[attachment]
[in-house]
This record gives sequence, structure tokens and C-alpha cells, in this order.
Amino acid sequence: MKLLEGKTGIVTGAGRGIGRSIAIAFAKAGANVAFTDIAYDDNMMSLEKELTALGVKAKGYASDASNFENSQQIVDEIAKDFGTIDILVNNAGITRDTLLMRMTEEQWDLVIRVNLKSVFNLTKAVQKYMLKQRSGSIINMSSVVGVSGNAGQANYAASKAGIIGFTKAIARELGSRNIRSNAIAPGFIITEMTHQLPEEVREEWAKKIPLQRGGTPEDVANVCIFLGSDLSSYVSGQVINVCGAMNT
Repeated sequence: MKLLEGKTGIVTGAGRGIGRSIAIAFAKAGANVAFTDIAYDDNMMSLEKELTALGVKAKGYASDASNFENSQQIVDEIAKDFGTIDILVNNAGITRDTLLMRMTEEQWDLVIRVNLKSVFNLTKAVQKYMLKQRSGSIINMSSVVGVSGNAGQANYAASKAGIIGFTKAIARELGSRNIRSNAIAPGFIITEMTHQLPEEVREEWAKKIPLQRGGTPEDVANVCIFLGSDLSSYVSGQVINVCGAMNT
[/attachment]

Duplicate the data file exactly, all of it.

[in-house]
This record gives sequence, structure tokens and C-alpha cells, in this order.
Amino acid sequence: MKLLEGKTGIVTGAGRGIGRSIAIAFAKAGANVAFTDIAYDDNMMSLEKELTALGVKAKGYASDASNFENSQQIVDEIAKDFGTIDILVNNAGITRDTLLMRMTEEQWDLVIRVNLKSVFNLTKAVQKYMLKQRSGSIINMSSVVGVSGNAGQANYAASKAGIIGFTKAIARELGSRNIRSNAIAPGFIITEMTHQLPEEVREEWAKKIPLQRGGTPEDVANVCIFLGSDLSSYVSGQVINVCGAMNT
Repeated sequence: MKLLEGKTGIVTGAGRGIGRSIAIAFAKAGANVAFTDIAYDDNMMSLEKELTALGVKAKGYASDASNFENSQQIVDEIAKDFGTIDILVNNAGITRDTLLMRMTEEQWDLVIRVNLKSVFNLTKAVQKYMLKQRSGSIINMSSVVGVSGNAGQANYAASKAGIIGFTKAIARELGSRNIRSNAIAPGFIITEMTHQLPEEVREEWAKKIPLQRGGTPEDVANVCIFLGSDLSSYVSGQVINVCGAMNT